Table 1. Uncertainties of the GPS-Derived IWV Calculated From the Uncertainties Associated With Input Variables for Two GPS Sites: MEDI and BODS
 Later we present results for the monthly mean IWV, which has a smaller uncertainty due to the averaging of random errors. If the errors in individual IWV estimates are not at all correlated and there are no systematic errors, it is the uncertainty given for each IWV estimate divided by the square root of the number of IWV estimates for each month. However, this is not true for the GPS-derived IWV because it is subject to both random and systematic errors. Temporal correlations are seen in the errors in the GPS-derived ZTD [Stoew et al., 2007]. Using a 1 year long time series of the ZWD difference between the water vapor radiometer and GPS data at Onsala Space Observatory, Stoew et al.  found that the decorrelation time of the ZWD difference is about 1 day. The possible systematic errors in the GPS-derived ZTD can be caused by many factors, e.g., satellite orbits errors and multipath effects. It is however difficult to distinguish the ZTD uncertainty due to systematic errors from the one caused by random errors. For each ZTD estimate, GIPSY provides a formal error which is largely dependent on the amount and distribution of carrier phase measurements for a given site, and does not account for systematic errors [Jin et al., 2006; Byun and Bar-Sever, 2009]. The mean formal error of the ZTD given by the GIPSY processing is around 3 mm for the investigated area.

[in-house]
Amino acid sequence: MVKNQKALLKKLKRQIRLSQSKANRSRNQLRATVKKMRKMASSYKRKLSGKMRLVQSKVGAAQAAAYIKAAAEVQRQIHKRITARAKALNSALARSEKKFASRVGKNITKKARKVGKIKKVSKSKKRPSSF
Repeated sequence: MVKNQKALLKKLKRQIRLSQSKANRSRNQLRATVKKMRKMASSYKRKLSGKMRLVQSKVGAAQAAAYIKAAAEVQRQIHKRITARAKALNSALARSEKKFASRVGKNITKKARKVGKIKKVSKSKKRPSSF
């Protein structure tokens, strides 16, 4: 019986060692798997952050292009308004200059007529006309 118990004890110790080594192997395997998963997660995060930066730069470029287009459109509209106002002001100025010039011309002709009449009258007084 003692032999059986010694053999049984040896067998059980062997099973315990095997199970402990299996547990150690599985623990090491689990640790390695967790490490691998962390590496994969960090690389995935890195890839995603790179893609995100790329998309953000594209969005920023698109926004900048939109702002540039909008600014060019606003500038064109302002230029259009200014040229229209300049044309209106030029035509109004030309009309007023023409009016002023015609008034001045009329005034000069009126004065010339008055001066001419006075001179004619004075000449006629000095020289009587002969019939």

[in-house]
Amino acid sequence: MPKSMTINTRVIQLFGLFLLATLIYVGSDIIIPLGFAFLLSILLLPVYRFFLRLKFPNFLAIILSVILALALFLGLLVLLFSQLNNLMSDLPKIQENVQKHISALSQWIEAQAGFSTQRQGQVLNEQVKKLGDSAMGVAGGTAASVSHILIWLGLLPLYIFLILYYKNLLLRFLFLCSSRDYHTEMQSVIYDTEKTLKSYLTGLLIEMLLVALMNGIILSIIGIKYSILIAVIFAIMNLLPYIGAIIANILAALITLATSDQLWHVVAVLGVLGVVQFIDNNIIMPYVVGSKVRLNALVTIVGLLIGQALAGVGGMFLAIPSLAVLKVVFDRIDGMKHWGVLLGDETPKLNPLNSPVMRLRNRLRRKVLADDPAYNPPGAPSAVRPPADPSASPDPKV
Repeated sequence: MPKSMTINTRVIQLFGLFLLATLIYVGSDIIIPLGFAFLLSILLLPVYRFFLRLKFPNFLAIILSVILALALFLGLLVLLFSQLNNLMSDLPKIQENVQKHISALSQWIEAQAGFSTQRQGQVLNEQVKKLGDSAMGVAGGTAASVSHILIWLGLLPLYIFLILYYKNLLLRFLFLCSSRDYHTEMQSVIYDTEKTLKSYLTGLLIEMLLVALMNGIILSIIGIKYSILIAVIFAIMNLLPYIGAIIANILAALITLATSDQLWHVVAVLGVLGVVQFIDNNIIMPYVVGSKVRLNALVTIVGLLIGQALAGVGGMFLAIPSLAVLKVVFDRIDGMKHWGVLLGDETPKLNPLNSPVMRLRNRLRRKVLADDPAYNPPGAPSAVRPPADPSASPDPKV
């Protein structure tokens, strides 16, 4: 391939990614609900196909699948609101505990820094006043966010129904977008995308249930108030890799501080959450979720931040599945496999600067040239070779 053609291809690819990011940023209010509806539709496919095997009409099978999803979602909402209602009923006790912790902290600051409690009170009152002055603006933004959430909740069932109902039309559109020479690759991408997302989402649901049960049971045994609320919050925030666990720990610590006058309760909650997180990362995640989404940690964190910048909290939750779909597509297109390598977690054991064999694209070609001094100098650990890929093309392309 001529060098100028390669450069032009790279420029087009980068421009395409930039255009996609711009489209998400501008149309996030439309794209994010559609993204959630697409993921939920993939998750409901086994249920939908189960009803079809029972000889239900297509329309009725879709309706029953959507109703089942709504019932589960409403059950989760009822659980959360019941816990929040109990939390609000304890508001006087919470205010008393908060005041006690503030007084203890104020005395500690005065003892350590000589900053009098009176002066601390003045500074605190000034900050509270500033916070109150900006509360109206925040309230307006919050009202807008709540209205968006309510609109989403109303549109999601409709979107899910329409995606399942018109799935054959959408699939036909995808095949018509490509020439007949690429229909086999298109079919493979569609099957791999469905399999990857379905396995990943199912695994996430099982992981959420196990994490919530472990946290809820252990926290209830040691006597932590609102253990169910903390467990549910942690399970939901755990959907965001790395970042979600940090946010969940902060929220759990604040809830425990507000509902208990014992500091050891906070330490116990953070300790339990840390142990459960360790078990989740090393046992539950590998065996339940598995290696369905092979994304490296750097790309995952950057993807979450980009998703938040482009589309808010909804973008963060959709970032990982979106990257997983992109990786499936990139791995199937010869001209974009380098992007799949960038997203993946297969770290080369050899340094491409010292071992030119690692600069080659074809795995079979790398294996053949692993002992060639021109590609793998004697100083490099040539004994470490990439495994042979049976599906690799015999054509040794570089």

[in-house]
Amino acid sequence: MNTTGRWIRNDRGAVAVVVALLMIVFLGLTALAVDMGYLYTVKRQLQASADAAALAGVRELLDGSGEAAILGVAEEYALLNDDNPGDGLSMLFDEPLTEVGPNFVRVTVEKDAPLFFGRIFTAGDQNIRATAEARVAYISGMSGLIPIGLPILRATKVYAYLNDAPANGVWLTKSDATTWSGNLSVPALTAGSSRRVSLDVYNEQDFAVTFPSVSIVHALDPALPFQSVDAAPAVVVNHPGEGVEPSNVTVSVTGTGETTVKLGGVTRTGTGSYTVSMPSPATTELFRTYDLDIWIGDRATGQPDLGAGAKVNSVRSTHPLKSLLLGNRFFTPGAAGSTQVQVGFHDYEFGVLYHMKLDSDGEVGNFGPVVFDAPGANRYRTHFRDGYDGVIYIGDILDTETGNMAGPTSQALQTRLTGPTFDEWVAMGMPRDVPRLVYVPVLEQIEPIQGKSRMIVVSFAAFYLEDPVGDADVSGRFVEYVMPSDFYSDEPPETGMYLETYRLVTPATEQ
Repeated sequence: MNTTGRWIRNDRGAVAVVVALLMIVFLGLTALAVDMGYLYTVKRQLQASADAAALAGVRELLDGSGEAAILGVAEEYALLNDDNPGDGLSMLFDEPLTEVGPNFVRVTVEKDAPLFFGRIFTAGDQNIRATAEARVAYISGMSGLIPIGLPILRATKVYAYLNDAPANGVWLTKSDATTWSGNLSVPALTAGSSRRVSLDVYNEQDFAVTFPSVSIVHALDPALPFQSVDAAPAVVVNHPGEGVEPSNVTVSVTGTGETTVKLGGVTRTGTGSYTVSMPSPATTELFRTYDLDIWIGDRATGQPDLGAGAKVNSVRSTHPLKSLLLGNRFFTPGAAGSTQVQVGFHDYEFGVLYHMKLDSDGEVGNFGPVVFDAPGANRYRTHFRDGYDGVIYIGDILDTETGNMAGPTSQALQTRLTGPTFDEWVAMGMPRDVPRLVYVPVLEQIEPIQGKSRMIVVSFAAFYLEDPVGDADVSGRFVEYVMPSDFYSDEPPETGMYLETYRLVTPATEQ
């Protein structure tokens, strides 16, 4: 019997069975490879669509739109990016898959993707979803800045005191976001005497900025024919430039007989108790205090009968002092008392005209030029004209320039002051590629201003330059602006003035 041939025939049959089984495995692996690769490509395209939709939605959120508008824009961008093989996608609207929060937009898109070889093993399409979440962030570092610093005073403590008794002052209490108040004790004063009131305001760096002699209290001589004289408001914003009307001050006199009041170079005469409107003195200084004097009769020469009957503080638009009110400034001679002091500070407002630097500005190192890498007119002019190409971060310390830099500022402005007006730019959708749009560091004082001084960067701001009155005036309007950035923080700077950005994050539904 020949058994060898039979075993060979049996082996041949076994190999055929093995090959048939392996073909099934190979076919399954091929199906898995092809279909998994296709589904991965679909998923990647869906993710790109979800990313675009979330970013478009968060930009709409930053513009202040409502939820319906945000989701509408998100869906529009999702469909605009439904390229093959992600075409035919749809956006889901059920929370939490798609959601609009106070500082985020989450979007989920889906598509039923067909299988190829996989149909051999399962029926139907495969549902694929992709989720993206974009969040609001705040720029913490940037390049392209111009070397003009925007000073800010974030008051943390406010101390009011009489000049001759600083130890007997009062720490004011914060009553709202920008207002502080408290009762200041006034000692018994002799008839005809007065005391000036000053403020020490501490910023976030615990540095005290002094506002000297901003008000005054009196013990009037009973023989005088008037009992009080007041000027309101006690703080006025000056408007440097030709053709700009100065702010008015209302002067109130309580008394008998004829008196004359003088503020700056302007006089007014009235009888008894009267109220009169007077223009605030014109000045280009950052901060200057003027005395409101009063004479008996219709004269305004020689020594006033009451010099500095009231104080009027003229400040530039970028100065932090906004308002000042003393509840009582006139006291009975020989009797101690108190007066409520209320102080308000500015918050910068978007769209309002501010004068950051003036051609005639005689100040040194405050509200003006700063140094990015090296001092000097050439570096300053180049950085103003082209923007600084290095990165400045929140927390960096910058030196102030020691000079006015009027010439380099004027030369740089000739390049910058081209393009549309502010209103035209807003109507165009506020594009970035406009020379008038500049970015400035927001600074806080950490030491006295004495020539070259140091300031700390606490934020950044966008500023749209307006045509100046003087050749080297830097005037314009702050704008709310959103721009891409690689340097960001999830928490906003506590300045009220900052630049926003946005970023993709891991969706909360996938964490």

We adopt the 1 day decorrelation time and obtain 30 independent estimates for each month meaning that the formal uncertainty of the monthly mean is approximately mm. All the other of the ZTD uncertainties are assumed to be caused by systematic errors, which are identical for the individual estimates and the monthly mean values.
 The ground pressure was taken from the ECMWF reanalysis product with assimilated observation data. Therefore, the errors in the observations, e.g., due to calibration errors, are systematic for at least one day. Again we assumed that there are 30 estimates with independent errors when calculating the monthly mean uncertainty of the ground pressure. The uncertainty of the constant (2.2767 mm/hPa) is systematic for the whole data set. The calculated uncertainties of the monthly mean of the IWV for two sites are presented in Table 1. Given the insignificant impact of the uncertainties of Tm, k′2, and k3, they were neglected. Including them would only increase the monthly mean uncertainty by 3% for the worst case, i.e., if all three errors are systematic and if their absolute values are added.
4.1 Assessment of Monthly Means